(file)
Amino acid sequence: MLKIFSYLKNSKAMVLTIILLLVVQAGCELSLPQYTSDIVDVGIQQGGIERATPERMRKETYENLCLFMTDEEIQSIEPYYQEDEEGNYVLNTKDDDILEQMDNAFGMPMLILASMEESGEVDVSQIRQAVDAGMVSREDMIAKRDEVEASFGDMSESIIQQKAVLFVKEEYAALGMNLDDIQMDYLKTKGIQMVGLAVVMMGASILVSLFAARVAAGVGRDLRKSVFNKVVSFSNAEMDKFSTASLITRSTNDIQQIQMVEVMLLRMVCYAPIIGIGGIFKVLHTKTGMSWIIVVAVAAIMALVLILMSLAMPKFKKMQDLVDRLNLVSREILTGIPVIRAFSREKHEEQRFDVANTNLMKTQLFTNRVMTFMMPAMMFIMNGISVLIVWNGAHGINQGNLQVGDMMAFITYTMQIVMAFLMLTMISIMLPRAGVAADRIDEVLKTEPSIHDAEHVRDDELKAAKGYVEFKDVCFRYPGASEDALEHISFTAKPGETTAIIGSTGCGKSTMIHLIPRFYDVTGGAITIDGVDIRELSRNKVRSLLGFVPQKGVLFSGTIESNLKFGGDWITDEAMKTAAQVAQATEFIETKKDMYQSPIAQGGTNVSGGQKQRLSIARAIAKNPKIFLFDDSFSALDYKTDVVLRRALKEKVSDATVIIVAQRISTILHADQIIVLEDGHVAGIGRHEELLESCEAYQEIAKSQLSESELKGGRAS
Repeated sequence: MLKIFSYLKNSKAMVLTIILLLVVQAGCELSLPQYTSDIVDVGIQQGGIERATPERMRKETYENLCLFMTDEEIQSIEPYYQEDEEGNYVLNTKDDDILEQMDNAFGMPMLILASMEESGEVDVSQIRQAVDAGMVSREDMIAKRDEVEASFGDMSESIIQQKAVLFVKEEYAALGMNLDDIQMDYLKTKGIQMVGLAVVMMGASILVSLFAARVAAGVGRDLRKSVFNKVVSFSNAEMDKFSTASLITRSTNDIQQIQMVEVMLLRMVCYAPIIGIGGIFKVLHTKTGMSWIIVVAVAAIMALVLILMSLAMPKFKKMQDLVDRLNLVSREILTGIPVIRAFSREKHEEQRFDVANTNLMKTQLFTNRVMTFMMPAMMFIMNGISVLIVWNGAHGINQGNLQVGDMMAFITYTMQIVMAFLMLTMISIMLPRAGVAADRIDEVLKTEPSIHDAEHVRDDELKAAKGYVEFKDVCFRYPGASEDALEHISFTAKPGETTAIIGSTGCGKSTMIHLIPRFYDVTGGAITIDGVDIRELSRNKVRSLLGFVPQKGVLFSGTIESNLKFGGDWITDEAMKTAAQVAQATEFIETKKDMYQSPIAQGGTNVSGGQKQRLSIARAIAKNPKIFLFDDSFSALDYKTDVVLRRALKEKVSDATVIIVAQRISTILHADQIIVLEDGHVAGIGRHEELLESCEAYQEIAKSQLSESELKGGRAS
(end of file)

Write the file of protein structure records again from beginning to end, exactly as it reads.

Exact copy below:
Amino acid sequence: MLKIFSYLKNSKAMVLTIILLLVVQAGCELSLPQYTSDIVDVGIQQGGIERATPERMRKETYENLCLFMTDEEIQSIEPYYQEDEEGNYVLNTKDDDILEQMDNAFGMPMLILASMEESGEVDVSQIRQAVDAGMVSREDMIAKRDEVEASFGDMSESIIQQKAVLFVKEEYAALGMNLDDIQMDYLKTKGIQMVGLAVVMMGASILVSLFAARVAAGVGRDLRKSVFNKVVSFSNAEMDKFSTASLITRSTNDIQQIQMVEVMLLRMVCYAPIIGIGGIFKVLHTKTGMSWIIVVAVAAIMALVLILMSLAMPKFKKMQDLVDRLNLVSREILTGIPVIRAFSREKHEEQRFDVANTNLMKTQLFTNRVMTFMMPAMMFIMNGISVLIVWNGAHGINQGNLQVGDMMAFITYTMQIVMAFLMLTMISIMLPRAGVAADRIDEVLKTEPSIHDAEHVRDDELKAAKGYVEFKDVCFRYPGASEDALEHISFTAKPGETTAIIGSTGCGKSTMIHLIPRFYDVTGGAITIDGVDIRELSRNKVRSLLGFVPQKGVLFSGTIESNLKFGGDWITDEAMKTAAQVAQATEFIETKKDMYQSPIAQGGTNVSGGQKQRLSIARAIAKNPKIFLFDDSFSALDYKTDVVLRRALKEKVSDATVIIVAQRISTILHADQIIVLEDGHVAGIGRHEELLESCEAYQEIAKSQLSESELKGGRAS
Repeated sequence: MLKIFSYLKNSKAMVLTIILLLVVQAGCELSLPQYTSDIVDVGIQQGGIERATPERMRKETYENLCLFMTDEEIQSIEPYYQEDEEGNYVLNTKDDDILEQMDNAFGMPMLILASMEESGEVDVSQIRQAVDAGMVSREDMIAKRDEVEASFGDMSESIIQQKAVLFVKEEYAALGMNLDDIQMDYLKTKGIQMVGLAVVMMGASILVSLFAARVAAGVGRDLRKSVFNKVVSFSNAEMDKFSTASLITRSTNDIQQIQMVEVMLLRMVCYAPIIGIGGIFKVLHTKTGMSWIIVVAVAAIMALVLILMSLAMPKFKKMQDLVDRLNLVSREILTGIPVIRAFSREKHEEQRFDVANTNLMKTQLFTNRVMTFMMPAMMFIMNGISVLIVWNGAHGINQGNLQVGDMMAFITYTMQIVMAFLMLTMISIMLPRAGVAADRIDEVLKTEPSIHDAEHVRDDELKAAKGYVEFKDVCFRYPGASEDALEHISFTAKPGETTAIIGSTGCGKSTMIHLIPRFYDVTGGAITIDGVDIRELSRNKVRSLLGFVPQKGVLFSGTIESNLKFGGDWITDEAMKTAAQVAQATEFIETKKDMYQSPIAQGGTNVSGGQKQRLSIARAIAKNPKIFLFDDSFSALDYKTDVVLRRALKEKVSDATVIIVAQRISTILHADQIIVLEDGHVAGIGRHEELLESCEAYQEIAKSQLSESELKGGRAS